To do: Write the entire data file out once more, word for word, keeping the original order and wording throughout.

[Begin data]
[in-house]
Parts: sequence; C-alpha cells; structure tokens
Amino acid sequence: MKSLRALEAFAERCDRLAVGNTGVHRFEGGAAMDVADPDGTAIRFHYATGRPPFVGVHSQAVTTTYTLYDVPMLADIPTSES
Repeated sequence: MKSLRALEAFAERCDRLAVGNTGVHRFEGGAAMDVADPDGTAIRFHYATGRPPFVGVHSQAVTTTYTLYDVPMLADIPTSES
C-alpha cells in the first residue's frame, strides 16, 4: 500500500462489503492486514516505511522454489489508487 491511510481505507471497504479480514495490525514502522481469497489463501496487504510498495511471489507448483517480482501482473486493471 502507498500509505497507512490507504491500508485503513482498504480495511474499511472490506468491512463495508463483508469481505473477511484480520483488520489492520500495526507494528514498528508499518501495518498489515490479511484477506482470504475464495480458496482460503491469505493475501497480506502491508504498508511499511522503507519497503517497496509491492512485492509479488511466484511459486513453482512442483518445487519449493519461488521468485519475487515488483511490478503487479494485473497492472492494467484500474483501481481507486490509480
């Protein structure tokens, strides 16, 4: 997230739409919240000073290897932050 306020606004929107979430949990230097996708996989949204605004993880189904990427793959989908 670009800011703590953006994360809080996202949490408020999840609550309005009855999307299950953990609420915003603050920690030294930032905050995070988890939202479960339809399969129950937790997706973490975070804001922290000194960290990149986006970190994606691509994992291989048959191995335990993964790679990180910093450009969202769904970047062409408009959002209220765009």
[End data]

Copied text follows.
[in-house]
Parts: sequence; C-alpha cells; structure tokens
Amino acid sequence: MKSLRALEAFAERCDRLAVGNTGVHRFEGGAAMDVADPDGTAIRFHYATGRPPFVGVHSQAVTTTYTLYDVPMLADIPTSES
Repeated sequence: MKSLRALEAFAERCDRLAVGNTGVHRFEGGAAMDVADPDGTAIRFHYATGRPPFVGVHSQAVTTTYTLYDVPMLADIPTSES
C-alpha cells in the first residue's frame, strides 16, 4: 500500500462489503492486514516505511522454489489508487 491511510481505507471497504479480514495490525514502522481469497489463501496487504510498495511471489507448483517480482501482473486493471 502507498500509505497507512490507504491500508485503513482498504480495511474499511472490506468491512463495508463483508469481505473477511484480520483488520489492520500495526507494528514498528508499518501495518498489515490479511484477506482470504475464495480458496482460503491469505493475501497480506502491508504498508511499511522503507519497503517497496509491492512485492509479488511466484511459486513453482512442483518445487519449493519461488521468485519475487515488483511490478503487479494485473497492472492494467484500474483501481481507486490509480
């Protein structure tokens, strides 16, 4: 997230739409919240000073290897932050 306020606004929107979430949990230097996708996989949204605004993880189904990427793959989908 670009800011703590953006994360809080996202949490408020999840609550309005009855999307299950953990609420915003603050920690030294930032905050995070988890939202479960339809399969129950937790997706973490975070804001922290000194960290990149986006970190994606691509994992291989048959191995335990993964790679990180910093450009969202769904970047062409408009959002209220765009």